Eppur si muove!

TIP (Tracking Intelligence Project) is taking its first steps. In my most beautiful dreams, TIP should be an information gathering framework whose purpose is to autonomously collect Internet threat trends. Currently, TIP is closely monitoring information derived from few publicly available blacklists thus identifying malicious domains and networks. To reach its goal, TIP core engine was designed to be totally asynchronous in order to handle common situations where few thousands of running monitoring threads are needed. It’s a nice challenge but something is moving. Have a look at this Fast-Flux Network that TIP is tracking right now (few information are skipped for obvious reasons).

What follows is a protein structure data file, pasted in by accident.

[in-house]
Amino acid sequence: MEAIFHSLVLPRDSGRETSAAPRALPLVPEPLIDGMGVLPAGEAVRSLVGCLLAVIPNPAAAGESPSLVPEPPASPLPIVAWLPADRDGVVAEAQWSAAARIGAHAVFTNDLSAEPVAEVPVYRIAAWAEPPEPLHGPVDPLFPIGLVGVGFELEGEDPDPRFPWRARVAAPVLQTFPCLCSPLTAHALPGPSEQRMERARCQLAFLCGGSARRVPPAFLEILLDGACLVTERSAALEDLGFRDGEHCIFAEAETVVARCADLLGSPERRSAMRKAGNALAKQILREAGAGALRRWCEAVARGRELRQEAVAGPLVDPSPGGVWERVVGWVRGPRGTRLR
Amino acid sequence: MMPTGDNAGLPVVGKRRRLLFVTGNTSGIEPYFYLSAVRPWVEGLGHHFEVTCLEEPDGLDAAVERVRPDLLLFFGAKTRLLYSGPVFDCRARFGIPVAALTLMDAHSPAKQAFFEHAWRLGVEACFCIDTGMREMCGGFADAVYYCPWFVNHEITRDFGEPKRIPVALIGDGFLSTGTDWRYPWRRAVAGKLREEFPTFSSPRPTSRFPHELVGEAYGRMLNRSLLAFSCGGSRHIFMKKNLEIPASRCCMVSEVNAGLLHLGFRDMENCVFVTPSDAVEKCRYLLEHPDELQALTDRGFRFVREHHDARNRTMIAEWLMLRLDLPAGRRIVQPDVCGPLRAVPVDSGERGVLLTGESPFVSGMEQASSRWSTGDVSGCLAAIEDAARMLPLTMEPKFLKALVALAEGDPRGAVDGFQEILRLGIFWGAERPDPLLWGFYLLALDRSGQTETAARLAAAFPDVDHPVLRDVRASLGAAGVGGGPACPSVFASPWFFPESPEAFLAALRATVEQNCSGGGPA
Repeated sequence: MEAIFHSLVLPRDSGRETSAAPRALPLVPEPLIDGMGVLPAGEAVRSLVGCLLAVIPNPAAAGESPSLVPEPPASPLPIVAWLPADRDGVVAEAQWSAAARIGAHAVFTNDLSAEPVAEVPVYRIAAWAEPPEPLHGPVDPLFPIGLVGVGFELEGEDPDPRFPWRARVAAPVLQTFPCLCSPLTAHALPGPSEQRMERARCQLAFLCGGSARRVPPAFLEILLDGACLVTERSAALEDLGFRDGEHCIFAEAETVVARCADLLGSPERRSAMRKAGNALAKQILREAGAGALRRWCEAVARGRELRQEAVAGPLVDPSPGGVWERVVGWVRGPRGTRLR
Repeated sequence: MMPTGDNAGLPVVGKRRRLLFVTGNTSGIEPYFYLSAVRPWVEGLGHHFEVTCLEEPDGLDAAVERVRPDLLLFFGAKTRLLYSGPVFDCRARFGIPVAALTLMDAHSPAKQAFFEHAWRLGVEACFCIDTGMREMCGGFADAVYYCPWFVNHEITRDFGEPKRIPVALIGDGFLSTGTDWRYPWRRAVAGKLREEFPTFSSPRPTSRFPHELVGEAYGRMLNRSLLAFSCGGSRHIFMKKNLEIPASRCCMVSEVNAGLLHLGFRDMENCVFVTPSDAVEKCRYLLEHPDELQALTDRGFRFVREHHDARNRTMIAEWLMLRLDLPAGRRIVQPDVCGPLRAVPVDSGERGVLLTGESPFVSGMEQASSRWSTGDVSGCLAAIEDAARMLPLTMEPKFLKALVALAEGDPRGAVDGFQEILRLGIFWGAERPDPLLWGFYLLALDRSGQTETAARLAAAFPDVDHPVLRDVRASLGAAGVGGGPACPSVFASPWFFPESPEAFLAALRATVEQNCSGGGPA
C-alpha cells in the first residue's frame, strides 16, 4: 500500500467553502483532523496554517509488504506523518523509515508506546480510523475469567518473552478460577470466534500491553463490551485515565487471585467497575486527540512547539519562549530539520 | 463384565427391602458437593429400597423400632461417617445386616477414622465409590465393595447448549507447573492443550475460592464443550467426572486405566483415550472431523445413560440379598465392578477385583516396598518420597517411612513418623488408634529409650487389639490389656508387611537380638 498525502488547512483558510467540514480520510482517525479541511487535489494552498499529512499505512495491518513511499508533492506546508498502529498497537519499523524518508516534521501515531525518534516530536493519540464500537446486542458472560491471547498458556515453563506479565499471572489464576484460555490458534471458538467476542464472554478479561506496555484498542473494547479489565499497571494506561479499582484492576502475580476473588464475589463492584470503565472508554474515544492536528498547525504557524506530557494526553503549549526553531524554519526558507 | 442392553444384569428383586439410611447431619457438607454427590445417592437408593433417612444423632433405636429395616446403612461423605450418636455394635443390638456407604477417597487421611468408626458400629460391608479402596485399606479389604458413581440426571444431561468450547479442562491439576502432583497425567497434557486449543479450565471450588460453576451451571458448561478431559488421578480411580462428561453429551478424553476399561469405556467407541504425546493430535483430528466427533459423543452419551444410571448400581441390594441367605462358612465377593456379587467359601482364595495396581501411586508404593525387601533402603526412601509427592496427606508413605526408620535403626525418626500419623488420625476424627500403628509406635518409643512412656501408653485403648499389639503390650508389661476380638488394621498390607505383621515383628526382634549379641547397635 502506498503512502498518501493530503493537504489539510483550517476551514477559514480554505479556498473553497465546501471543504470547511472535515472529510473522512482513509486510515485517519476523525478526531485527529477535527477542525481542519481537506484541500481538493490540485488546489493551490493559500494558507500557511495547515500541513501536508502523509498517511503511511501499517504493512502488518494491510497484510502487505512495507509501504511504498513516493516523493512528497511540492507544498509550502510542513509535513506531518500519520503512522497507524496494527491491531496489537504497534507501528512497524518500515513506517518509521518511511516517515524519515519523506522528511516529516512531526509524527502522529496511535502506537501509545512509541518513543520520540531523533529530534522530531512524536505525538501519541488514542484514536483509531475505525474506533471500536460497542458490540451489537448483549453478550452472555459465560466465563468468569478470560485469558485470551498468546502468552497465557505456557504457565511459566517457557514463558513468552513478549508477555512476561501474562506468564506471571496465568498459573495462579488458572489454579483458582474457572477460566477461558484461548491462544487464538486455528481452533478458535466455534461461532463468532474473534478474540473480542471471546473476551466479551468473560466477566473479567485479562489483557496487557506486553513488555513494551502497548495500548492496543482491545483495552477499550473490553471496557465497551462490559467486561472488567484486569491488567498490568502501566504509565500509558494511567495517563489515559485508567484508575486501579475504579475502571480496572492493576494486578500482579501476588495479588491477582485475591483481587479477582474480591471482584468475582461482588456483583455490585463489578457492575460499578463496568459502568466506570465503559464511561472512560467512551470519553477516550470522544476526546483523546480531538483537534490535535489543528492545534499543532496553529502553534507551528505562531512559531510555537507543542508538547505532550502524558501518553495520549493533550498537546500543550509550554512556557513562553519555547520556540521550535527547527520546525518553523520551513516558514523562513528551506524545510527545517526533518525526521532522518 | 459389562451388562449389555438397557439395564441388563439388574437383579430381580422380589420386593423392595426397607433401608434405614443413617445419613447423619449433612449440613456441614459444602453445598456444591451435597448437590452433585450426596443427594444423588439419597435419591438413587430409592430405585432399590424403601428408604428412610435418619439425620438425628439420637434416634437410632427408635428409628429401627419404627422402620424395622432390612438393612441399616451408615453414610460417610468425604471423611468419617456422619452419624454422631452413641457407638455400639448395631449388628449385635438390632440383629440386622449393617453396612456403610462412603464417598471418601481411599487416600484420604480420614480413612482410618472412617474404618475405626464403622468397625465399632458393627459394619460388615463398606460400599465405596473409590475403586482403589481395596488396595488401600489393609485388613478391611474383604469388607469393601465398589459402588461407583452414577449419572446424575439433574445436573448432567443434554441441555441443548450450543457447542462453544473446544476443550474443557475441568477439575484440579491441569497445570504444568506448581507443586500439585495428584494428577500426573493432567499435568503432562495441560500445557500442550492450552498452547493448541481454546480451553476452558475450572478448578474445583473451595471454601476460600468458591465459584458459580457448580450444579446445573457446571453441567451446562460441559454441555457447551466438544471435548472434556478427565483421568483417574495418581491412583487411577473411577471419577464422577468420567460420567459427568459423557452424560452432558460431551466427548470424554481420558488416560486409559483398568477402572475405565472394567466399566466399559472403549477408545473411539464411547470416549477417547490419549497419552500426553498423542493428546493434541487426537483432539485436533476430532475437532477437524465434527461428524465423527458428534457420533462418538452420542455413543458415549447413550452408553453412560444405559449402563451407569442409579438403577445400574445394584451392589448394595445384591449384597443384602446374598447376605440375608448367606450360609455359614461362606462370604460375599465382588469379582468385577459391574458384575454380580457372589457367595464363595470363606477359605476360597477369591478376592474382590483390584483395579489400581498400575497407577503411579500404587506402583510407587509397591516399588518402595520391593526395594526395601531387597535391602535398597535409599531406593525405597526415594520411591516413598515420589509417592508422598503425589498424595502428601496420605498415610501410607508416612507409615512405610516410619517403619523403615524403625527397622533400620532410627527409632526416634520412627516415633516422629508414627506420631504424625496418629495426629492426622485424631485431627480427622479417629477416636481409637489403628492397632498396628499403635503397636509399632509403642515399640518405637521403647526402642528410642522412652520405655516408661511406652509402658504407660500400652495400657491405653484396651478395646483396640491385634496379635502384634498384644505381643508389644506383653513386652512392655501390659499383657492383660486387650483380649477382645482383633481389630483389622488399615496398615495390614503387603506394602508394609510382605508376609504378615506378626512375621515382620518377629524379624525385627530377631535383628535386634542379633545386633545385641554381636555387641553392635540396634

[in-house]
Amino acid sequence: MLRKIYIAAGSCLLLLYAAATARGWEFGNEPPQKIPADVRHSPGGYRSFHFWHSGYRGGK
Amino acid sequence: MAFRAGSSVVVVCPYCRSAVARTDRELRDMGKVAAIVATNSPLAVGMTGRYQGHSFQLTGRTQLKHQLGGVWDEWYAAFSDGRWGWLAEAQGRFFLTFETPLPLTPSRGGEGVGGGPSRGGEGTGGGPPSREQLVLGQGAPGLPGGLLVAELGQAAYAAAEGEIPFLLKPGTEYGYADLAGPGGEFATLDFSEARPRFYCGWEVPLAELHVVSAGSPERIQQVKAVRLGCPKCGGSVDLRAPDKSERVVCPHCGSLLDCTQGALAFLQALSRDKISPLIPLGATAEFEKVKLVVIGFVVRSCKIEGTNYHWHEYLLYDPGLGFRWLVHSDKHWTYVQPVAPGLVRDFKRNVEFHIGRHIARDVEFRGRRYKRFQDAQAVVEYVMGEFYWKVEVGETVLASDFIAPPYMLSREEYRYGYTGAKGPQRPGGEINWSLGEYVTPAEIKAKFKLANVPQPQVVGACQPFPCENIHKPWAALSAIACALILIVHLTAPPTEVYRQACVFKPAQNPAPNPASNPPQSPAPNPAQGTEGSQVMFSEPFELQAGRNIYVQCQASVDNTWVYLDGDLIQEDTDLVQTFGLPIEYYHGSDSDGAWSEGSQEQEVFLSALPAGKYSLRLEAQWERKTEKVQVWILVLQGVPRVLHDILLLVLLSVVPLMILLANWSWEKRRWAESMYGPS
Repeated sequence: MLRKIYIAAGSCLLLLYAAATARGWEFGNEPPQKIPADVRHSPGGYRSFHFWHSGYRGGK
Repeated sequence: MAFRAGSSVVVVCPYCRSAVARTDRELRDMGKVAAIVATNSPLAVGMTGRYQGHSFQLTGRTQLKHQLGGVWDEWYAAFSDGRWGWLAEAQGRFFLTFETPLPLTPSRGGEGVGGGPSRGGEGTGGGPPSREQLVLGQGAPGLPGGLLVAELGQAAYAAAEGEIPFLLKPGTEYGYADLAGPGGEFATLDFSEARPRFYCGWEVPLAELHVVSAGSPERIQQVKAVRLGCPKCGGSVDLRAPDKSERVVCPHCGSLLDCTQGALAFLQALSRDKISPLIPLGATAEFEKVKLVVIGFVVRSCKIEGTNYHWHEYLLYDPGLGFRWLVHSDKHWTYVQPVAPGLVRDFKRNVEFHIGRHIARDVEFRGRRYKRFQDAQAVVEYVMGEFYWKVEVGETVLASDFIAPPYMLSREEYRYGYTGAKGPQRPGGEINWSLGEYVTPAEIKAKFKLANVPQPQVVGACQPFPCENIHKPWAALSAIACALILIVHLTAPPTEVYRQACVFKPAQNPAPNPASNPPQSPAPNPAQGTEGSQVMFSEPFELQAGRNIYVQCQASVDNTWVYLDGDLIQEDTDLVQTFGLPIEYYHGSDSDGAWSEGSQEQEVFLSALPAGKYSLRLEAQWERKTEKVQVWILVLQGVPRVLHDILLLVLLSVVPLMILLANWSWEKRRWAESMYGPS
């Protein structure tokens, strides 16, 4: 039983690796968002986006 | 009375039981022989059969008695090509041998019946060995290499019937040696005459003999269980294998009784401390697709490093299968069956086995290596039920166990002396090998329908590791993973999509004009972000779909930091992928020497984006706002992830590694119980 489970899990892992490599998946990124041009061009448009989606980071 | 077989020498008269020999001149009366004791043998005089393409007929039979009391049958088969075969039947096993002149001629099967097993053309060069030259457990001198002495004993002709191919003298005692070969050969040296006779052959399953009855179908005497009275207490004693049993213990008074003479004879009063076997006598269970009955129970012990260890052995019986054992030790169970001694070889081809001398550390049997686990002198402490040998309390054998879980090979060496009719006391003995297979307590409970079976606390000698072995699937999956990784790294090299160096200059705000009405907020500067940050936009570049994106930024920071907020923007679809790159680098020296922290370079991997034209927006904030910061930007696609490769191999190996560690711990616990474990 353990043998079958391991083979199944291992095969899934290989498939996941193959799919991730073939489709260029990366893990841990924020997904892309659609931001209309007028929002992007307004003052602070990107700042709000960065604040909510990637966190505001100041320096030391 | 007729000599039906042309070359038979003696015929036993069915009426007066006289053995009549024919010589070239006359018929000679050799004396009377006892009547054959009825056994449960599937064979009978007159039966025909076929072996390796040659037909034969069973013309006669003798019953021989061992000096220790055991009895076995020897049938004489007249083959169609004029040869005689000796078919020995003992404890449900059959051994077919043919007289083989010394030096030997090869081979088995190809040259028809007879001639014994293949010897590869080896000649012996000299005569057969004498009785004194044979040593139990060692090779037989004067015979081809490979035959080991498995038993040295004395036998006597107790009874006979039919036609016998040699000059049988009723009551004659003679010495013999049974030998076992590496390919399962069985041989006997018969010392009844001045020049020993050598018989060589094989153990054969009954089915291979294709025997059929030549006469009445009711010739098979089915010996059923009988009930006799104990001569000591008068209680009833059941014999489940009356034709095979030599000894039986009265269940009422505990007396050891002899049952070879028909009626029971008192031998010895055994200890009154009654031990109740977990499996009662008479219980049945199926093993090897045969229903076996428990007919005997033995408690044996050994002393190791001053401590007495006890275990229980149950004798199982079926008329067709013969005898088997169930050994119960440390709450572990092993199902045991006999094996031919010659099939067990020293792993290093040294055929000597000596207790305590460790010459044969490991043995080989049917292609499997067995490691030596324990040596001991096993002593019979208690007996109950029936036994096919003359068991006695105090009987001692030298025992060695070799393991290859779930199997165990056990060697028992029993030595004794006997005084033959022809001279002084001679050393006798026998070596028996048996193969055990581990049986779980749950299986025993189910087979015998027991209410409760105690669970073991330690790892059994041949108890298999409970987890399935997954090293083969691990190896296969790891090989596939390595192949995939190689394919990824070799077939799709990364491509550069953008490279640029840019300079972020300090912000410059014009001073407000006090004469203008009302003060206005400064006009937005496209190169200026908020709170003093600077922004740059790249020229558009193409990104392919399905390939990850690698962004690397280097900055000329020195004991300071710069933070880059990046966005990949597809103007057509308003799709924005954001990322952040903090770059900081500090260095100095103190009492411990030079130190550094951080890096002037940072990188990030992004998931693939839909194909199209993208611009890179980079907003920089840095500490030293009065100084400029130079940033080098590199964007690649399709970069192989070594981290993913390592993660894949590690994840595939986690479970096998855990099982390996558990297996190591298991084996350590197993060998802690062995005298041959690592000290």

Stay tuned!

Current Datetime:  2008-12-19 12:01:14.890779